LETTER FIFTY

My dearest friend,

Wouldn’t know it I find myself in a bus depot. Given that the last time I made this trip you were with me, I find myself rather lonely. 

I have about five unsent letters for you, but I am going to skip them. They are mostly unfinished and mostly crappy little fragments—I so desperately wanted to capture, properly capture how wonderful it was to see you in New York at the end of May. After all this time you finally came down and honest it meant so much to me. And those sandwiches. Cubanos ! Perfection. But you know I have had a hard time putting to words what was so easy to live. I’ll try again later and save those stories for when we compile and publish our grand correspondence... the Toronto-New York Letters: Extended Edition now with never before read material. 

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LETTER FORTY-EIGHT

Dear Hal,

Thirteen Ways to Measure the Passage of Time: 

1) I'm hungry

2) my tires are flat

3) my pants are threadbare

4) I have dandruff

5) I'm aroused easily

6) my facial hair is itchy

7) my frame is flecked with rust

8) strangers ask me for directions in neighbourhoods where, ten years ago, I would have 

9) I identify with people who even three years ago I would have thought were really old

10) it's time to do my taxes again

11) my cup's almost empty

12) the house is quiet

13) patios, balconies, courtyards and backyards are opening for the season

Ever notice that Wallace Stevens' 'Thirteen Ways to Look at a Blackbird' is basically just a listicle?

Yours,
Sal

LETTER FORTY-SIX

A few things have changed in the last year and half--not just your facial hair. For one, the way you say street names has changed. For another, I'm no longer scared shitless by our website. And then, I suppose, there's the seasons, which are constantly changing but somehow always the same, which seems to be a recurring theme with us. I guess that about segues into my letter, which I couldn't write on the day of, but which I made sure to remember so I could write it later. So here goes: a typical Monday in the life of Sal Walker.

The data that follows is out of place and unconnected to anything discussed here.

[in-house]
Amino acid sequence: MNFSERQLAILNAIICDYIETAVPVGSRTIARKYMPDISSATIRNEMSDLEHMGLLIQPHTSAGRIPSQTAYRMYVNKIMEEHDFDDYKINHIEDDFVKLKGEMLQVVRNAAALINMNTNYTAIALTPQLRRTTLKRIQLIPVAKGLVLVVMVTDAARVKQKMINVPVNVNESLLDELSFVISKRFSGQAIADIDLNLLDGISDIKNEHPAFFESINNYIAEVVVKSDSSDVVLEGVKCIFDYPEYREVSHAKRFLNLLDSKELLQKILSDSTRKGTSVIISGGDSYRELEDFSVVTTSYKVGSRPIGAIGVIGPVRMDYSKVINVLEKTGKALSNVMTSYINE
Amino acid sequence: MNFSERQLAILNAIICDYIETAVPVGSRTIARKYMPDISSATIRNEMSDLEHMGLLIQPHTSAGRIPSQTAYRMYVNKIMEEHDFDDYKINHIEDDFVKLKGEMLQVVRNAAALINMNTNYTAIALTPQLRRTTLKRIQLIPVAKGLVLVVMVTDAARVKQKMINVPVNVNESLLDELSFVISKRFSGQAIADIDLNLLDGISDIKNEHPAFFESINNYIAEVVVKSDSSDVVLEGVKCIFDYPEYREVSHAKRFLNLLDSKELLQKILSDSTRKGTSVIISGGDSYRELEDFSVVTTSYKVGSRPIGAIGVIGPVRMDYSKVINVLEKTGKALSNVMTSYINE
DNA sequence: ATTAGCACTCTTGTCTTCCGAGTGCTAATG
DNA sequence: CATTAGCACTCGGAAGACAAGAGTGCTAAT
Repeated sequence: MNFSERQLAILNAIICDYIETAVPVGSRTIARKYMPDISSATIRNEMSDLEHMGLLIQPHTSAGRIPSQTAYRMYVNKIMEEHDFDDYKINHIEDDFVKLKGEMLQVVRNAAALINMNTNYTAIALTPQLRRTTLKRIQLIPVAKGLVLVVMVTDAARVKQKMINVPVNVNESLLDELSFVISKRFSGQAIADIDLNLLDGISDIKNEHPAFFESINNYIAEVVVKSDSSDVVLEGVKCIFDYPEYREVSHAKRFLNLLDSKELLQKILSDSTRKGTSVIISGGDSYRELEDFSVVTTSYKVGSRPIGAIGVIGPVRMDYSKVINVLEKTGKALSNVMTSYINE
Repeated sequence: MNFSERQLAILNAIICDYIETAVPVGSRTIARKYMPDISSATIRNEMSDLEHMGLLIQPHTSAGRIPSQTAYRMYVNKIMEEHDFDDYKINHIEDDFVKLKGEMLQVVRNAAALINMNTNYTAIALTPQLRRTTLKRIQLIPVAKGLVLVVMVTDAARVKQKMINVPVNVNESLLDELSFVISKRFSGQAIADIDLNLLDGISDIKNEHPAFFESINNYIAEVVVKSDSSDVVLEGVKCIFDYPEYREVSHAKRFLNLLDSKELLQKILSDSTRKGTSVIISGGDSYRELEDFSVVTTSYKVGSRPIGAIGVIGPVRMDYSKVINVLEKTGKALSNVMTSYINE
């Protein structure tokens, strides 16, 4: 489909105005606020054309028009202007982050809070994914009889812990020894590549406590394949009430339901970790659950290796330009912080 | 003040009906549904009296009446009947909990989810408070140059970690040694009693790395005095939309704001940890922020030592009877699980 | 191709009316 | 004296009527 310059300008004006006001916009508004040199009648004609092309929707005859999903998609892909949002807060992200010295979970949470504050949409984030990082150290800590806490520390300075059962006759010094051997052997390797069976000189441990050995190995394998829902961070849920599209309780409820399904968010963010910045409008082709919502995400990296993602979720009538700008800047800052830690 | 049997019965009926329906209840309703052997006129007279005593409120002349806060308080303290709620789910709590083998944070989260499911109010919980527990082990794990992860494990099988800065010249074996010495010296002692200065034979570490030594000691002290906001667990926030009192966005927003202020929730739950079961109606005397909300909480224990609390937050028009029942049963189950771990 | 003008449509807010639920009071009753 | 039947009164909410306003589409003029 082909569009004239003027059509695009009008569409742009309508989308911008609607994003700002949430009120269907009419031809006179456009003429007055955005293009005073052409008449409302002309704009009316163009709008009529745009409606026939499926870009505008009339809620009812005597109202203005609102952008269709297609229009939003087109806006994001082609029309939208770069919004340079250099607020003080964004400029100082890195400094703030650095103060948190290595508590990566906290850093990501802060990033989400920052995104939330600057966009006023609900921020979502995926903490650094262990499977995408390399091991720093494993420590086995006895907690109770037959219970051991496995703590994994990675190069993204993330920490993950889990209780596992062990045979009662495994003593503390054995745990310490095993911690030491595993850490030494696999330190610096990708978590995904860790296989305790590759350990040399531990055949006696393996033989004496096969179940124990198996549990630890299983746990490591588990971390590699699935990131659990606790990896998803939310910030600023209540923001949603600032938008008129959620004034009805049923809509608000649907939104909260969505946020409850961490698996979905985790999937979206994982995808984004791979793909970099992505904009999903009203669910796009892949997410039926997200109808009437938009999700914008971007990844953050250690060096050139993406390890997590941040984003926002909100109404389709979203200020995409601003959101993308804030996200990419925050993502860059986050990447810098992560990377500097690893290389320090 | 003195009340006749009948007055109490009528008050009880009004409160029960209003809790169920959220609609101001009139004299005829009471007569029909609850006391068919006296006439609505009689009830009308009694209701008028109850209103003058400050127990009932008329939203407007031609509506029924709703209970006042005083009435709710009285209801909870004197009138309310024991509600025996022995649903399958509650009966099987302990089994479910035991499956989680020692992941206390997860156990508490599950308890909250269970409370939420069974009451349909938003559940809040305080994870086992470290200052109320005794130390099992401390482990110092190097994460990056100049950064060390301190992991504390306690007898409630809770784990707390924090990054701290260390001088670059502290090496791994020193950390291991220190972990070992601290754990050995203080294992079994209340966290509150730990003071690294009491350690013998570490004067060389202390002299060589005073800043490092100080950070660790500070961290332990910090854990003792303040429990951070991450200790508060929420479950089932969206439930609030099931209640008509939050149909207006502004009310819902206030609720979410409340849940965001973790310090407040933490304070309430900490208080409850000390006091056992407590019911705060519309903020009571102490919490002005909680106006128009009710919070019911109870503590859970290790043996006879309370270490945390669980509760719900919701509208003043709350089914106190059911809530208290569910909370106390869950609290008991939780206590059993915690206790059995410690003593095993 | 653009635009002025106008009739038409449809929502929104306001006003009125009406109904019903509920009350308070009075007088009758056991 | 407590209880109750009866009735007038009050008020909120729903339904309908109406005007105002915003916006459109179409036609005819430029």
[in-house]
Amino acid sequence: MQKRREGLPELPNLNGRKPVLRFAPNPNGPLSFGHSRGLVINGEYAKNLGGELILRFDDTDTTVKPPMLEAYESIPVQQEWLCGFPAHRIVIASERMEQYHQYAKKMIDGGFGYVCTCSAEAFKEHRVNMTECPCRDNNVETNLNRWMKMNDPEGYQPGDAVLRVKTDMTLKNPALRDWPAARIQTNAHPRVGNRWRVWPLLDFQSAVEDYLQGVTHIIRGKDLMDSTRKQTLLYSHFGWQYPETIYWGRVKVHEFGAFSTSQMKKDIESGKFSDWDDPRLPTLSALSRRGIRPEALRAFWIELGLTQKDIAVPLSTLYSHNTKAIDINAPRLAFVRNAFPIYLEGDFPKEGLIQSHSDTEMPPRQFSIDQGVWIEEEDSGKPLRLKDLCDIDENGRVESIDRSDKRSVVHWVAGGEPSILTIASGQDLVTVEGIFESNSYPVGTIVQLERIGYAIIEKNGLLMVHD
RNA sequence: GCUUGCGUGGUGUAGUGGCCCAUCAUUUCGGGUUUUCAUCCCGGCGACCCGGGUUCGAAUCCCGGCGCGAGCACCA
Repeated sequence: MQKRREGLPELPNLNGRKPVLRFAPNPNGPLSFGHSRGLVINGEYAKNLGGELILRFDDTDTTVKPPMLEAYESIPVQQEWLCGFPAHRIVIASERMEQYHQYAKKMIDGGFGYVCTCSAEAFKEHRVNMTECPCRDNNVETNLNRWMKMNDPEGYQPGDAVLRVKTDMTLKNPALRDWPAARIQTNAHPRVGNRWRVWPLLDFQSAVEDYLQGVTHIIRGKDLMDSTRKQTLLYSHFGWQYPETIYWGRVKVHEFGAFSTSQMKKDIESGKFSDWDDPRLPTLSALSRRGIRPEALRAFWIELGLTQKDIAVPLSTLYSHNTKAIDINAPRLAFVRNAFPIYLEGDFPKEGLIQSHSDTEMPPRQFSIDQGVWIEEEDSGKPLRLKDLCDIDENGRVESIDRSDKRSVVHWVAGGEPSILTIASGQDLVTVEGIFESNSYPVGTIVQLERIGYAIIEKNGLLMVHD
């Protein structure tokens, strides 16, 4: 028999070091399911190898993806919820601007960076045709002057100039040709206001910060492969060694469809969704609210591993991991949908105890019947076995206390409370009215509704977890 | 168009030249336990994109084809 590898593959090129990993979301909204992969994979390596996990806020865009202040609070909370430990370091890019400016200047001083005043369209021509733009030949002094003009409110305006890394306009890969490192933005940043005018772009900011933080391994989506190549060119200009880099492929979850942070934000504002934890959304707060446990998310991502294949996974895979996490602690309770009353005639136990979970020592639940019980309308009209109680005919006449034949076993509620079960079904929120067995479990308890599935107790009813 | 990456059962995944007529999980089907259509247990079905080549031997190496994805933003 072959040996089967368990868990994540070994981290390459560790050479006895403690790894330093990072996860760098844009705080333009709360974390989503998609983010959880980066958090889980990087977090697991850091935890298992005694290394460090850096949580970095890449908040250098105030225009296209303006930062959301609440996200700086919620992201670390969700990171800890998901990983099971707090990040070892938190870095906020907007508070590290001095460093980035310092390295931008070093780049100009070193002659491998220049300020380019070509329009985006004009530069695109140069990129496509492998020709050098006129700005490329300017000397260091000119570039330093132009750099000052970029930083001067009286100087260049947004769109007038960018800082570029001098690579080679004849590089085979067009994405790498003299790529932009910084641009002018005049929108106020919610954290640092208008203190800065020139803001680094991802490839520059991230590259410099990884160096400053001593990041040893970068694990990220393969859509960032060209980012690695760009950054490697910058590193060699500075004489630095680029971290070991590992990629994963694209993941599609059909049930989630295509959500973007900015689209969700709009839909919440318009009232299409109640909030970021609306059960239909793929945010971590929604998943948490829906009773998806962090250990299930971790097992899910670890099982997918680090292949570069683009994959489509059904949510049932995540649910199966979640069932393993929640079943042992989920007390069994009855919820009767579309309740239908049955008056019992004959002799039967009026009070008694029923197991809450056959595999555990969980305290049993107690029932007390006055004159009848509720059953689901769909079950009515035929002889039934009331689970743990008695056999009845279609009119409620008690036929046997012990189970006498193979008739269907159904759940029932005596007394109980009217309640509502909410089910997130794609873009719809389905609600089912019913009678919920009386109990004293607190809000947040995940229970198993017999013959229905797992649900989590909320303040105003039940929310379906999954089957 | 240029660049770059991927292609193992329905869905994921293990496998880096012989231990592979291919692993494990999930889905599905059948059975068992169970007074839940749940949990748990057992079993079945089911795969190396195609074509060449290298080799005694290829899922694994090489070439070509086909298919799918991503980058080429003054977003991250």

The Spring Equinox in Toronto as Narrated by our daring hero Sal Walker, to his far-off friend, Henry the Half-Back Kid

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LETTER FORTY-FIVE

Good evening friend,
I am walking along the western edge of Central Park. It’s 7:30 in the evening, cool but not cold, on a Monday night. It’s the spring equinox. 
I can’t say why I picked this particular part of the city to walk, other than I hoped that the park might be inspiring. I’ve been searching for inspiration all day, my friends, but alas so far nothing. 
As always the city is alive and pulsing. There are cars and people everywhere, and the gathering darkness is already full of lights. There are square window lights, headlights, flashing emergency lights, lamp lights, streetlights—every light you can dream of, except starlight. Starlight is the price we pay to live here. Starlight is what we give up for all the other lights in the world. 
You know, I feel rather like a poet just now. That was a particularly poetical turn a phrase, you gotta admit. And besides, wondering for New York City in the gathering twilight on a high holy Pagan holiday—how much more poetical does it get? 

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